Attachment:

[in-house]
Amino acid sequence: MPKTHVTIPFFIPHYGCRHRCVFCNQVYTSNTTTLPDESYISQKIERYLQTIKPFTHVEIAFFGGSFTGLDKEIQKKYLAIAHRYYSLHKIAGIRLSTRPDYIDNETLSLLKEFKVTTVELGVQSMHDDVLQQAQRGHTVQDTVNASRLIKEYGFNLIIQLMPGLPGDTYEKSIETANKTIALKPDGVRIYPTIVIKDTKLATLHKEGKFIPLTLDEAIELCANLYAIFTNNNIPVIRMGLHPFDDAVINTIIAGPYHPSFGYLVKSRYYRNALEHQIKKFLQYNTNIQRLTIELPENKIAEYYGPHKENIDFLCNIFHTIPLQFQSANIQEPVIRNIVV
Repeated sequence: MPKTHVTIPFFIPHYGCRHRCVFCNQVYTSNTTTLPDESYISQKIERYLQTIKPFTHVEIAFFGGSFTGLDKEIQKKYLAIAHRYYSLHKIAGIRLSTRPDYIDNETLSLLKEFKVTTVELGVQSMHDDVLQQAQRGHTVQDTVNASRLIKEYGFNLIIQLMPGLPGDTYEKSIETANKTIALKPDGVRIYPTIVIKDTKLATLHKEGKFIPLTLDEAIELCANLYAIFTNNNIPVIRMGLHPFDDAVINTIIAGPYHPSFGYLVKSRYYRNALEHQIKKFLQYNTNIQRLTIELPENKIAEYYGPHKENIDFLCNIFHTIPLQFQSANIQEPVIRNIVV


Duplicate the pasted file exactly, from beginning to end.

[in-house]
Amino acid sequence: MPKTHVTIPFFIPHYGCRHRCVFCNQVYTSNTTTLPDESYISQKIERYLQTIKPFTHVEIAFFGGSFTGLDKEIQKKYLAIAHRYYSLHKIAGIRLSTRPDYIDNETLSLLKEFKVTTVELGVQSMHDDVLQQAQRGHTVQDTVNASRLIKEYGFNLIIQLMPGLPGDTYEKSIETANKTIALKPDGVRIYPTIVIKDTKLATLHKEGKFIPLTLDEAIELCANLYAIFTNNNIPVIRMGLHPFDDAVINTIIAGPYHPSFGYLVKSRYYRNALEHQIKKFLQYNTNIQRLTIELPENKIAEYYGPHKENIDFLCNIFHTIPLQFQSANIQEPVIRNIVV
Repeated sequence: MPKTHVTIPFFIPHYGCRHRCVFCNQVYTSNTTTLPDESYISQKIERYLQTIKPFTHVEIAFFGGSFTGLDKEIQKKYLAIAHRYYSLHKIAGIRLSTRPDYIDNETLSLLKEFKVTTVELGVQSMHDDVLQQAQRGHTVQDTVNASRLIKEYGFNLIIQLMPGLPGDTYEKSIETANKTIALKPDGVRIYPTIVIKDTKLATLHKEGKFIPLTLDEAIELCANLYAIFTNNNIPVIRMGLHPFDDAVINTIIAGPYHPSFGYLVKSRYYRNALEHQIKKFLQYNTNIQRLTIELPENKIAEYYGPHKENIDFLCNIFHTIPLQFQSANIQEPVIRNIVV